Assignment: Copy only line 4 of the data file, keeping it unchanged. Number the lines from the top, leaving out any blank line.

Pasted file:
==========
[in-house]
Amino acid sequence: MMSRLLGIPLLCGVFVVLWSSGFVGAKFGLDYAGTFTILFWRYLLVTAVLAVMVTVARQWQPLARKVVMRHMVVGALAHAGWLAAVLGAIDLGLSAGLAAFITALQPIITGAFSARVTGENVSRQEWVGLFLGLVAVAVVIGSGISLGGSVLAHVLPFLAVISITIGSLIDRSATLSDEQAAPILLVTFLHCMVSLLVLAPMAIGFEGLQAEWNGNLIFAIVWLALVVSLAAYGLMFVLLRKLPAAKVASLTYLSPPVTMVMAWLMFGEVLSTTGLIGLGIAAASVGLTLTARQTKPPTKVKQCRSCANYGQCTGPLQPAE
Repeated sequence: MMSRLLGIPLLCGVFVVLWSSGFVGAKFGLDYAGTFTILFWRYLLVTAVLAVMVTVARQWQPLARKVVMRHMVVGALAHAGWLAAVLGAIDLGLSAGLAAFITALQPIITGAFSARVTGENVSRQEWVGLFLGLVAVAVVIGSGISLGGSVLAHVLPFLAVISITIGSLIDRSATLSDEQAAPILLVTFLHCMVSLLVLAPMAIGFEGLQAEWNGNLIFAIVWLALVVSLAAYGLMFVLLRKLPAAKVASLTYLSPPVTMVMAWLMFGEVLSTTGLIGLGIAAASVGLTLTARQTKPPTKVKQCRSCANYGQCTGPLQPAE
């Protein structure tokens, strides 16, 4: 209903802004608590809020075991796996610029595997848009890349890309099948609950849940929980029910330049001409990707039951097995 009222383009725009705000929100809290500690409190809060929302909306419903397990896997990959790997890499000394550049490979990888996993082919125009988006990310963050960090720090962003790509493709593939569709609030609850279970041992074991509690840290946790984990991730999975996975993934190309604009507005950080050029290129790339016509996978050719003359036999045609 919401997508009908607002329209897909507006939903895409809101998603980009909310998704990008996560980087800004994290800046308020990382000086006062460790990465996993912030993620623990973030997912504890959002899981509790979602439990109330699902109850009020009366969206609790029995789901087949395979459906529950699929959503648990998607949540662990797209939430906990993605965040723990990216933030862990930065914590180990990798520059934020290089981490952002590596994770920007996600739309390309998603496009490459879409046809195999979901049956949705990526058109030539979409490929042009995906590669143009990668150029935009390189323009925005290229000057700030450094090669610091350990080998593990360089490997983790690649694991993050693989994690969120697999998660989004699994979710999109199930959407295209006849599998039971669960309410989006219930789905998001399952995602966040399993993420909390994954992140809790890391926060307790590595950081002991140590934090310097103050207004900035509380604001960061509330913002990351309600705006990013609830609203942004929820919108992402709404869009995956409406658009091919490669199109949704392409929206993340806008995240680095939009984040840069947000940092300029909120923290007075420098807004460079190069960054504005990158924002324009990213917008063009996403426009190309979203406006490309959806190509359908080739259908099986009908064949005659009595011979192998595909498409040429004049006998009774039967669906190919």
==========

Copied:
């Protein structure tokens, strides 16, 4: 209903802004608590809020075991796996610029595997848009890349890309099948609950849940929980029910330049001409990707039951097995 009222383009725009705000929100809290500690409190809060929302909306419903397990896997990959790997890499000394550049490979990888996993082919125009988006990310963050960090720090962003790509493709593939569709609030609850279970041992074991509690840290946790984990991730999975996975993934190309604009507005950080050029290129790339016509996978050719003359036999045609 919401997508009908607002329209897909507006939903895409809101998603980009909310998704990008996560980087800004994290800046308020990382000086006062460790990465996993912030993620623990973030997912504890959002899981509790979602439990109330699902109850009020009366969206609790029995789901087949395979459906529950699929959503648990998607949540662990797209939430906990993605965040723990990216933030862990930065914590180990990798520059934020290089981490952002590596994770920007996600739309390309998603496009490459879409046809195999979901049956949705990526058109030539979409490929042009995906590669143009990668150029935009390189323009925005290229000057700030450094090669610091350990080998593990360089490997983790690649694991993050693989994690969120697999998660989004699994979710999109199930959407295209006849599998039971669960309410989006219930789905998001399952995602966040399993993420909390994954992140809790890391926060307790590595950081002991140590934090310097103050207004900035509380604001960061509330913002990351309600705006990013609830609203942004929820919108992402709404869009995956409406658009091919490669199109949704392409929206993340806008995240680095939009984040840069947000940092300029909120923290007075420098807004460079190069960054504005990158924002324009990213917008063009996403426009190309979203406006490309959806190509359908080739259908099986009908064949005659009595011979192998595909498409040429004049006998009774039967669906190919």